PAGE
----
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darcifinn

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I hope, for your sake and hers both, that it's not a life long thing but if it is keep in mind that cats are (IMO) much more adaptable than we give them credit for...domestic cats live any way from feral colonies to apartments to palaces.
It would be way harder if you were unable to spend those 4 hours a day with her and only had time to pop in a few times, deliver the eye drops, then scoot out of the room. She may not love the drops or quarantine, but the situation for what she's going through sounds as ideal as it could be. (At least she doesn't have to be quarantined away from home at the vets for a month, etc.)!

If there's something she likes--canned food, treats, toys, petting, whatever--I'd deliver that immediately after the eye drops and thank her out loud, if not for her benefit but for yours, too!
Thanks as soon as she gets the drops she gets bonito and brushing. Then she purrs. We lost our boy to chylothorax in August so I am sure some of my anxiety is due to that.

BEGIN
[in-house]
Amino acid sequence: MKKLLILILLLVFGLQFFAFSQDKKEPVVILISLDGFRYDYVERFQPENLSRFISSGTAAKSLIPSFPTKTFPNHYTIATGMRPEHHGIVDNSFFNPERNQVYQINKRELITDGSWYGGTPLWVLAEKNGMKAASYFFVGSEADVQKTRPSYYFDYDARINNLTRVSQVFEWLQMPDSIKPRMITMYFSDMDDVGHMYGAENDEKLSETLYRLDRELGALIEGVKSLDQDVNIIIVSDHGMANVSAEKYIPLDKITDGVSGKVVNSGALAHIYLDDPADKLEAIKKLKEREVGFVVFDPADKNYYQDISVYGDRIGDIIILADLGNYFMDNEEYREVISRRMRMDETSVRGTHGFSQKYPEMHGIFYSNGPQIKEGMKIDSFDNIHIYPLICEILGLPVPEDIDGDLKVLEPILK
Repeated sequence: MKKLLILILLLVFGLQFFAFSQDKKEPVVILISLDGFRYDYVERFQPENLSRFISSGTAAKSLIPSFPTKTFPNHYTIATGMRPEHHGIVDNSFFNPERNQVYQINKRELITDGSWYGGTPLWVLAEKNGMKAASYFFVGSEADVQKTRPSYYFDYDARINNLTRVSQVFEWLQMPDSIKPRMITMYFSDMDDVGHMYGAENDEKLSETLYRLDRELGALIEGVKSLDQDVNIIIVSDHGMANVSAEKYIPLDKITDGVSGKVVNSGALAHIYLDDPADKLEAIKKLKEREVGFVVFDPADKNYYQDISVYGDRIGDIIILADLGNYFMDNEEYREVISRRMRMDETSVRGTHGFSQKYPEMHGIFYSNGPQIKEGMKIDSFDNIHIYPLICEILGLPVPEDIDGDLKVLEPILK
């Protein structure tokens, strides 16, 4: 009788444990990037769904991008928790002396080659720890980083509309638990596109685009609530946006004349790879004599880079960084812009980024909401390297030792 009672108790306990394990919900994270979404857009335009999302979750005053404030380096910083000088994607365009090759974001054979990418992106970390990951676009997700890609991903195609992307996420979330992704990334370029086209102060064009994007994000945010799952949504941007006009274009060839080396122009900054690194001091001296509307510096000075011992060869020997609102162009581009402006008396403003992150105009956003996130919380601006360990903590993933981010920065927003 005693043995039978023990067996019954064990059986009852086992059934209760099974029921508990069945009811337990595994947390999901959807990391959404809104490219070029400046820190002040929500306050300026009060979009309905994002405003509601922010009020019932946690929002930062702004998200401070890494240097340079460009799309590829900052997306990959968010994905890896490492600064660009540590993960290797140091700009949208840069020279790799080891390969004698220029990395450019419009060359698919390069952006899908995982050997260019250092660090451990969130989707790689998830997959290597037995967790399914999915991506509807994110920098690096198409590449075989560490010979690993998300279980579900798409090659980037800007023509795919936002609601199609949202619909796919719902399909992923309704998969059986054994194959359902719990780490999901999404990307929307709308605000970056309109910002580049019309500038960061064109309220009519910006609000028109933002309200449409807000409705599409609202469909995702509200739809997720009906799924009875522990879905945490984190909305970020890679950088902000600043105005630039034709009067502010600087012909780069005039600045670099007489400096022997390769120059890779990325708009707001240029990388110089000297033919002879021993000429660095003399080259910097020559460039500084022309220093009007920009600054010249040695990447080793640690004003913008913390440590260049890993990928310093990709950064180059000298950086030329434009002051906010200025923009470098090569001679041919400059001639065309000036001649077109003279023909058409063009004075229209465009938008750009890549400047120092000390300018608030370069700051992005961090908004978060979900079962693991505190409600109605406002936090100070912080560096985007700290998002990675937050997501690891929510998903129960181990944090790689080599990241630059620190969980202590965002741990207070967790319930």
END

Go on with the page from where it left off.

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darcifinn

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I agree, if they stand a good chance of getting better and having a few more years of happy life, then at least you have to try even if it means some short-term discomfort and inconvenience for the both of you. Radar is around the same age as your girl, and although this has been difficult he still behaves like a normal happy cat, he has good quality of life even during treatment, a great chance of full recovery, and hopefully another few happy years ahead of him. I wouldn't do this if it was terminal or he was in a lot of pain just to extend his life for my benefit.

Lots of love to you and your kitty. Eye drops and being in confinement during recovery isn't that bad, she'll forget about it once she is better, don't feel bad about it please. xx
Than you do much for you supportive words they mean more than you know. My husband has a pretty tough job - he is over SWAT in a violent city - so so try not put this on him.
 

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Thanks as soon as she gets the drops she gets bonito and brushing. Then she purrs. We lost our boy to chylothorax in August so I am sure some of my anxiety is due to that.
Understood.
We've lost many over the years to various things and whenever the slightest possibility of that repeat happens, anxiety kicks in.
We know it doesn't help them but sometimes that feeling is unavoidable.
It sounds like you're doing a superb job, and I'm not just saying that. She's one lucky little gal.
 

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Than you do much for you supportive words they mean more than you know. My husband has a pretty tough job - he is over SWAT in a violent city - so so try not put this on him.
Sounds tough alright....tougher than what I could deal with =/
Thanks to him for what he does from us to you.:redheartpump: